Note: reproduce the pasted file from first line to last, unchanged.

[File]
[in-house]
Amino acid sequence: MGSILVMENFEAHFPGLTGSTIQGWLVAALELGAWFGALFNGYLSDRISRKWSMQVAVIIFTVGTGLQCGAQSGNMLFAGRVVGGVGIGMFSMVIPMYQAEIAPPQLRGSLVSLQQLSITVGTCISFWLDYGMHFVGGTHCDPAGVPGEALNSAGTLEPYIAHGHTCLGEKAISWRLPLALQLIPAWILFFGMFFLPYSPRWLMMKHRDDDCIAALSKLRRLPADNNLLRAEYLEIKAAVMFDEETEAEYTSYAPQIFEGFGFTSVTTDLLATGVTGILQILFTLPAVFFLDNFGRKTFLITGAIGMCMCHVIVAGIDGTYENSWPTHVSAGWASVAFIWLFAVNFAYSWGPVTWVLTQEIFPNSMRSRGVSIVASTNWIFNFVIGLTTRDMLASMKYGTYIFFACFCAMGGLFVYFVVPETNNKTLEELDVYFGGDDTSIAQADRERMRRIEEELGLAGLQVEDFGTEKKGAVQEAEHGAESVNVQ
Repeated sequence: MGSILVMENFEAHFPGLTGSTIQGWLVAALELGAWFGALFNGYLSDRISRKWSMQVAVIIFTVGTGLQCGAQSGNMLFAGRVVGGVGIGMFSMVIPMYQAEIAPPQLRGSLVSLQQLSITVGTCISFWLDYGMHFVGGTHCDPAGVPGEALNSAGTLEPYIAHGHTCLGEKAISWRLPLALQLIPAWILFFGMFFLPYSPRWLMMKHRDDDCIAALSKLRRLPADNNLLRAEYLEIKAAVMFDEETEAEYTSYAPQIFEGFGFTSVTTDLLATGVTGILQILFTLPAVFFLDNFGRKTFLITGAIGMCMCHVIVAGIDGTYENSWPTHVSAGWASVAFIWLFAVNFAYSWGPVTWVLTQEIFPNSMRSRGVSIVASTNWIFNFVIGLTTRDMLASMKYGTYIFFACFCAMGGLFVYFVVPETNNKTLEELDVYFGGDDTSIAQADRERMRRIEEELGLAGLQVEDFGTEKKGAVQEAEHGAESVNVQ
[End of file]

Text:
[in-house]
Amino acid sequence: MGSILVMENFEAHFPGLTGSTIQGWLVAALELGAWFGALFNGYLSDRISRKWSMQVAVIIFTVGTGLQCGAQSGNMLFAGRVVGGVGIGMFSMVIPMYQAEIAPPQLRGSLVSLQQLSITVGTCISFWLDYGMHFVGGTHCDPAGVPGEALNSAGTLEPYIAHGHTCLGEKAISWRLPLALQLIPAWILFFGMFFLPYSPRWLMMKHRDDDCIAALSKLRRLPADNNLLRAEYLEIKAAVMFDEETEAEYTSYAPQIFEGFGFTSVTTDLLATGVTGILQILFTLPAVFFLDNFGRKTFLITGAIGMCMCHVIVAGIDGTYENSWPTHVSAGWASVAFIWLFAVNFAYSWGPVTWVLTQEIFPNSMRSRGVSIVASTNWIFNFVIGLTTRDMLASMKYGTYIFFACFCAMGGLFVYFVVPETNNKTLEELDVYFGGDDTSIAQADRERMRRIEEELGLAGLQVEDFGTEKKGAVQEAEHGAESVNVQ
Repeated sequence: MGSILVMENFEAHFPGLTGSTIQGWLVAALELGAWFGALFNGYLSDRISRKWSMQVAVIIFTVGTGLQCGAQSGNMLFAGRVVGGVGIGMFSMVIPMYQAEIAPPQLRGSLVSLQQLSITVGTCISFWLDYGMHFVGGTHCDPAGVPGEALNSAGTLEPYIAHGHTCLGEKAISWRLPLALQLIPAWILFFGMFFLPYSPRWLMMKHRDDDCIAALSKLRRLPADNNLLRAEYLEIKAAVMFDEETEAEYTSYAPQIFEGFGFTSVTTDLLATGVTGILQILFTLPAVFFLDNFGRKTFLITGAIGMCMCHVIVAGIDGTYENSWPTHVSAGWASVAFIWLFAVNFAYSWGPVTWVLTQEIFPNSMRSRGVSIVASTNWIFNFVIGLTTRDMLASMKYGTYIFFACFCAMGGLFVYFVVPETNNKTLEELDVYFGGDDTSIAQADRERMRRIEEELGLAGLQVEDFGTEKKGAVQEAEHGAESVNVQ